10
Oct

New book celebrates Joti culture and concepts of health as more medicines head to the clinic

By Dr. Susannah McCandless GDF North America Director / GEN Advisor

A new co-authored book, titled Nï jotï aiye: jkyo jkwainï (Jotï Community Book: History, Territory and Life) has been newly released. It offers loving evidence of these Indigenous communities’ commitment to conserving their ecological and cultural knowledge and wellbeing. It also reaffirms project leaders Egleé and Stanford’s long-time partnership with the Jotï.

L: Ni joti aiye: jkyo jkwaini (Joti Community Book), R: Conceptual drawing, Joti ecology and territory

The book’s contents connect strongly to the themes of our project, because they focus on the Jotï’s desire to record their ecological knowledge, and elements of their theory of health.The latter integrates physical, ethical and spiritual health, seen as a state of being. In Jotï, Project Leader Egleé told me, beauty, goodness and health are captured by a single concept, jtï (jau, in the feminine and ja, in the masculine). When you have a harmonious connection with other beings and the rest of the universe that surrounds you, these animals, plants, and other beings care for you if you care for them. Health depends on this strong notion of reciprocity and solidarity. Writing today, I realize that all who have contributed to the No one should die of malaria today project have helped to extend that wellbeing based in solidarity.

To create this 530-page tome, Egleé coded information from 20 years of fieldwork data collected together with her husband, Stanford, to draft the manuscript. She took a draft of the first chapter to the community. She shares, “to set the context, I had put quotes containing impressions from some of the other Indigenous groups, anthropologists and explorers who first encountered the Jotï, between 1968 and 1970, and the North American missionaries who followed them.”

The community rejected it out of hand. “We are not interested in what other people who saw us said about us,” they told her. “We are interested in what we said about ourselves, our own testimonies, especially those of our elders who have passed on.” Community members annotated, criticized, and edited the text. When she had readied the final draft, it was brought before a 500-person assembly, which approved the manuscript. The Ian Andrew Porter Foundation is supporting the publication of the book, under the auspices of the medical NGO Acaté.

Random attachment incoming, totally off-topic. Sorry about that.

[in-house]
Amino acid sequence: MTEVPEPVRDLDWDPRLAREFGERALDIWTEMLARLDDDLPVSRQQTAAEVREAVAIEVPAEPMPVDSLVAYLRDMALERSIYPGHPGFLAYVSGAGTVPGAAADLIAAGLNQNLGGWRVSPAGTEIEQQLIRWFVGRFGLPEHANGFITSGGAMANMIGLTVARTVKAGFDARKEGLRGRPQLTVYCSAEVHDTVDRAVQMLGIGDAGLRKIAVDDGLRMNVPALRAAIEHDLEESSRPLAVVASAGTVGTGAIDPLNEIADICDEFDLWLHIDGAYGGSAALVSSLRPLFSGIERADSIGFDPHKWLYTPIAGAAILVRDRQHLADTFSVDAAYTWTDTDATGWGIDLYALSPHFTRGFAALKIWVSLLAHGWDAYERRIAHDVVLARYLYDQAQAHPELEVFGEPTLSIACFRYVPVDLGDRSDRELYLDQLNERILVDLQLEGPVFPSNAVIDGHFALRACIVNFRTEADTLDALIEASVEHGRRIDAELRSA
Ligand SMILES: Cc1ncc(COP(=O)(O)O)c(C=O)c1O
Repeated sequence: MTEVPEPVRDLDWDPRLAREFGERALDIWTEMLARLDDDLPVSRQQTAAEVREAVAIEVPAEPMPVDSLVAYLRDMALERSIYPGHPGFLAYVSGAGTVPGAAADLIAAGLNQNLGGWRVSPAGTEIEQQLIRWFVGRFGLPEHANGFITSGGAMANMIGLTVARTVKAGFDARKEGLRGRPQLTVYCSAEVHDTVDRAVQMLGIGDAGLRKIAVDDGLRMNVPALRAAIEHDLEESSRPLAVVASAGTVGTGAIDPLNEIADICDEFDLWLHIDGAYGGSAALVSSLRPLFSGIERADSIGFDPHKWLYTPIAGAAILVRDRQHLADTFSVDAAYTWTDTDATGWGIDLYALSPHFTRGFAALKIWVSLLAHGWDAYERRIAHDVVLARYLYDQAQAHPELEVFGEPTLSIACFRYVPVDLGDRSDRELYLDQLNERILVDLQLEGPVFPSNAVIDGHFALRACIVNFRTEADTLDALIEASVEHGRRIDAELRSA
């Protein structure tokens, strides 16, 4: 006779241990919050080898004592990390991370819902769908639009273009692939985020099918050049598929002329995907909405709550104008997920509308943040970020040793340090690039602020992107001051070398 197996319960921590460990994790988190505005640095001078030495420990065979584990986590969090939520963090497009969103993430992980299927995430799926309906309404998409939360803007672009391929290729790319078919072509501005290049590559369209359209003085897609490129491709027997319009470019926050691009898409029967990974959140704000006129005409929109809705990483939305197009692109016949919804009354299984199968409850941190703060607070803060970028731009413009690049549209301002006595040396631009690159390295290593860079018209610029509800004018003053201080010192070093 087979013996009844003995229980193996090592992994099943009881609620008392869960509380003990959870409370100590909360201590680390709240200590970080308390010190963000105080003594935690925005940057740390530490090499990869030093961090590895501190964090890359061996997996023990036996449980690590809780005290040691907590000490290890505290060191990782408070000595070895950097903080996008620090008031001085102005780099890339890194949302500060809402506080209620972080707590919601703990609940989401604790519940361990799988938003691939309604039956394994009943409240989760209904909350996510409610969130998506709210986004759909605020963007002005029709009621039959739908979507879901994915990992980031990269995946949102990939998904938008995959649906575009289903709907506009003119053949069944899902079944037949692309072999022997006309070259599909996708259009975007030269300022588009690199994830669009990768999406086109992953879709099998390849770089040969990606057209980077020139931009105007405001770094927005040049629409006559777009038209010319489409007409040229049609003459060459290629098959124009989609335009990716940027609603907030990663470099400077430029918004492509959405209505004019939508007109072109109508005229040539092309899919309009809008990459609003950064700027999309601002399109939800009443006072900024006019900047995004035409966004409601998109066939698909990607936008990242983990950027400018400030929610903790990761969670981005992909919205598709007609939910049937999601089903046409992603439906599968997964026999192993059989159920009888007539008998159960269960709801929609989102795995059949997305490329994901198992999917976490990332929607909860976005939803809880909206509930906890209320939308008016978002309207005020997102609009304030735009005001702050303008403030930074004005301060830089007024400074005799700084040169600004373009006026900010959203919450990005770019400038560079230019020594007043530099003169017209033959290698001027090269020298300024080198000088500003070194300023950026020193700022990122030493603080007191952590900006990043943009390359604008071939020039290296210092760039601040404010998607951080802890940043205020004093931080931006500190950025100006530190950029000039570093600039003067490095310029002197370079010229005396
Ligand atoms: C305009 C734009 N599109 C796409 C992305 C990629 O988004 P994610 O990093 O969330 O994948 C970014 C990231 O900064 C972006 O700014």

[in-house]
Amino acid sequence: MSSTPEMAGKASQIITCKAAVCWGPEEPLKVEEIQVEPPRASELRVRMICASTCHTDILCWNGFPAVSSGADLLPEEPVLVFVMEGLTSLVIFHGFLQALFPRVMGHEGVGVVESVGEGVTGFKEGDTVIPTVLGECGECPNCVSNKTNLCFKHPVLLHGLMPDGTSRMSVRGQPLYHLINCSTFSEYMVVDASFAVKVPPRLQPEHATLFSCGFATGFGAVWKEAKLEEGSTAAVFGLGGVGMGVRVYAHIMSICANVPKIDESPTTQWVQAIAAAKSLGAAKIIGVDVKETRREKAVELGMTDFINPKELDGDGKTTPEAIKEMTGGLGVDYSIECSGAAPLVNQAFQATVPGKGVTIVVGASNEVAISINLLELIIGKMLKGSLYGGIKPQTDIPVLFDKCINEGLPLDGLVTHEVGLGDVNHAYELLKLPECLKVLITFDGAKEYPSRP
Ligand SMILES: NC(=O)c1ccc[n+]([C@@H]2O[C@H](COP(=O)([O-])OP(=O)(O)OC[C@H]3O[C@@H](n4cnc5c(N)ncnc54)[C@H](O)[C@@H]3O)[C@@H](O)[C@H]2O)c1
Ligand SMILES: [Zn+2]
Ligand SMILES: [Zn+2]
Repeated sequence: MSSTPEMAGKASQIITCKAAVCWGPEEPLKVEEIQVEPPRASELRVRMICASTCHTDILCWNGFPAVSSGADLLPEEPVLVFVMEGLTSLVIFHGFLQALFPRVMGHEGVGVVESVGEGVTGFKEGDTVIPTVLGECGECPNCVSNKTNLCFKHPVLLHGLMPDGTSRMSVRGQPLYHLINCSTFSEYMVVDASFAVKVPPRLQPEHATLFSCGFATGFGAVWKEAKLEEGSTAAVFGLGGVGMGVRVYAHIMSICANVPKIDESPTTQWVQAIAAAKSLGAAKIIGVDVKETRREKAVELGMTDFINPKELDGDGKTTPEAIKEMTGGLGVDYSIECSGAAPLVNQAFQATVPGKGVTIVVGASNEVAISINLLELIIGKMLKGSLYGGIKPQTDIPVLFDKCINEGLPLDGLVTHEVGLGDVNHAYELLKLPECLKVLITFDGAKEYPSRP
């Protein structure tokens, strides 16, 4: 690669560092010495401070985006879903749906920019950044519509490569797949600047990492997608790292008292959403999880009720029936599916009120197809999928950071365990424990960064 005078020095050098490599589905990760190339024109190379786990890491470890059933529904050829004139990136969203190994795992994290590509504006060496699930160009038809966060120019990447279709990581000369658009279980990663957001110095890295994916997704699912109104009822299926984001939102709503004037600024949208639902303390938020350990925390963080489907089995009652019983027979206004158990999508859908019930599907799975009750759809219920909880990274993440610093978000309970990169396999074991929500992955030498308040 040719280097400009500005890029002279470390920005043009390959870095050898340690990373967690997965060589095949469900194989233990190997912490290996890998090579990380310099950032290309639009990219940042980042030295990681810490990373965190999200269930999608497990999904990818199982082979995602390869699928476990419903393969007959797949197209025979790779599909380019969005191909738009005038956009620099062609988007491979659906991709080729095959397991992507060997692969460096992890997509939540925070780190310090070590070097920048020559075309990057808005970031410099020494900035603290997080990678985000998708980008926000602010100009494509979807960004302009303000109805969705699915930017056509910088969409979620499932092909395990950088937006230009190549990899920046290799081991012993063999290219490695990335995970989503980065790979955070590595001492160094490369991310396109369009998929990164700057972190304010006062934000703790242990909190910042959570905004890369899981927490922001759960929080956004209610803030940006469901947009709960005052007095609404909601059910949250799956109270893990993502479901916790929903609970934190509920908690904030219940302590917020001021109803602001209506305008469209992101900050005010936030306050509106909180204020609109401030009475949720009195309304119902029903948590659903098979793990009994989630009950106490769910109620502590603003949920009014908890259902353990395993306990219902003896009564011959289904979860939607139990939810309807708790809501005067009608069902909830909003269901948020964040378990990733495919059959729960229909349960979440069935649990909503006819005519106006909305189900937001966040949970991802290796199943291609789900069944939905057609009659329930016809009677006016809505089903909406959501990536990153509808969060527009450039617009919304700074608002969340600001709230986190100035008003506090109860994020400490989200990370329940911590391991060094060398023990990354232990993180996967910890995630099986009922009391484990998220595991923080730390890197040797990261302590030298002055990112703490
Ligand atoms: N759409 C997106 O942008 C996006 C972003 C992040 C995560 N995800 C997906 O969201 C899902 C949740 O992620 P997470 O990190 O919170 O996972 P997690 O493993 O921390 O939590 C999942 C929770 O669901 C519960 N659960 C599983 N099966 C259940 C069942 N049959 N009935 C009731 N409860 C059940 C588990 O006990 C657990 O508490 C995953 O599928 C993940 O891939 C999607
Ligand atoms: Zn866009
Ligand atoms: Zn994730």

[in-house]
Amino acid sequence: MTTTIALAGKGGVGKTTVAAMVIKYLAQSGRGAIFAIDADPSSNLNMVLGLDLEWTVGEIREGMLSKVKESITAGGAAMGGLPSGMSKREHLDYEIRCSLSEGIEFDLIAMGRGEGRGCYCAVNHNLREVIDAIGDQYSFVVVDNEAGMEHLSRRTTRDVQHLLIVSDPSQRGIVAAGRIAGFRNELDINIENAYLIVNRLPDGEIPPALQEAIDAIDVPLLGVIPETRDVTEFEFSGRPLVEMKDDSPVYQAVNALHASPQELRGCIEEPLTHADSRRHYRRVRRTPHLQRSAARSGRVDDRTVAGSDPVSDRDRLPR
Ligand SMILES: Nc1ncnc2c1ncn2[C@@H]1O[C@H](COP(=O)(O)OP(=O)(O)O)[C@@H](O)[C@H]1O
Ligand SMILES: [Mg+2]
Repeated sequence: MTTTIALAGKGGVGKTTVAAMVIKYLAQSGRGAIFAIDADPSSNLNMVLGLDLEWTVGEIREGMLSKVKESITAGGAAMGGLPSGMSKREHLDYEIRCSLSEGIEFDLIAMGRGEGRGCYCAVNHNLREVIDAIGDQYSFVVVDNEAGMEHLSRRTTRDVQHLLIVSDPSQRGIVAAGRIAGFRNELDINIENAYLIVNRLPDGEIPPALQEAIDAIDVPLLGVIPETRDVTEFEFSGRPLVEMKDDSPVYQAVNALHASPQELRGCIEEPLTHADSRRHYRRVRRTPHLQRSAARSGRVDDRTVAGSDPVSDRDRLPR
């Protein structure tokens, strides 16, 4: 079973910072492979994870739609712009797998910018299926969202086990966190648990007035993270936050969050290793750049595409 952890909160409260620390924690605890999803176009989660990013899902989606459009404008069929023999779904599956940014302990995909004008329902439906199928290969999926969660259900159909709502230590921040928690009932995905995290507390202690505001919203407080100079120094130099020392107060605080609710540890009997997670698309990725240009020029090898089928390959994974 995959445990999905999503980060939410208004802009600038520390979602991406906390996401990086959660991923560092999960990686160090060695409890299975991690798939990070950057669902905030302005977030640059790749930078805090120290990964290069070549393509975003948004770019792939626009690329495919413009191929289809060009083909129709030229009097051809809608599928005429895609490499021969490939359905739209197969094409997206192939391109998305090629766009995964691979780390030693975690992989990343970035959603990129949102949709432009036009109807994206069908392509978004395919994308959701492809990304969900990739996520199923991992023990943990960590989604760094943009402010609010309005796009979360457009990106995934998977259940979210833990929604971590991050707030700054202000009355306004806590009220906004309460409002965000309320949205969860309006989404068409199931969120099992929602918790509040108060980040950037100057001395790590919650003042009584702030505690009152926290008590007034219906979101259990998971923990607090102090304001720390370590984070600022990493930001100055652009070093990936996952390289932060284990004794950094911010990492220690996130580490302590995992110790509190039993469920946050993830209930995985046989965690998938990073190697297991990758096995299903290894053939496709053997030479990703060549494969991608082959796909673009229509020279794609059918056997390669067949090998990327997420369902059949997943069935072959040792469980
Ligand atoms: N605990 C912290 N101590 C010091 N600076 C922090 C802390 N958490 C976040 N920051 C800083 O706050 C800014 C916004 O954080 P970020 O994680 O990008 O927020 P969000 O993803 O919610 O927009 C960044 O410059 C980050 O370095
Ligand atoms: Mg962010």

From the book: Community members record data, 2002
Joti territory, principal settlements shown in red

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In project health news, the very last of the mosquito nets have reached families’ hammocks, not only in the three principal communities, but in the tiny hamlets shown on the map, below—communities as small as 9 persons. Jkali, an Indigenous Jotï health promoter whom Egleé has known since he was a toddler, works with the community health project led by Doctor Oscar. Jkali made the final net deliveries, by canoe and on foot, at the end of August. He used the communities’ networks to organize rendezvous at pick-up points for the most remote families.

“We continue to try to help key medicines to reach the community, even while we are at a distance,” says Egleé. Over the last several months, it has been difficult to deliver additional donations of antimalarial medicines. There’s been effectively no way to fly them to communities, due to restrictions on jet fuel. The pilot Enrique, who helped Egleé, only makes trips to support medical or scientific projects, in his work with the NGO Alas para la Salud (Wings for Health). But all the pilots who are committed to supporting Venezuelan Indigenous communities have been grounded since just a few weeks after Egleé delivered nets and supplies in February 2019. The only available flights are with pilots who are not committed to biological and cultural conservation, or to the wellbeing of Indigenous communities. Instead, they work for illegal mining operations.

Despite these barriers, we have just been able to successfully send a small quantity of project funds for the purchase of some medications that recently became available in Venezuela. Gerardo, the director of the community school, is currently in the city of Bolivar. He was able to speak by radio to Ijtë, also known as Gustavo, who is the health coordinator of the community clinic. A certified nurse, Ijtë was very pleased to learn that the needed medication had been purchased and would shortly arrive.

In December or January, it appears that there may be another opportunity to deliver additional waiting medicines and supplies. We will keep you updated!

This article was first submitted as a report for the No one should die of malaria today campaign on GlobalGiving.

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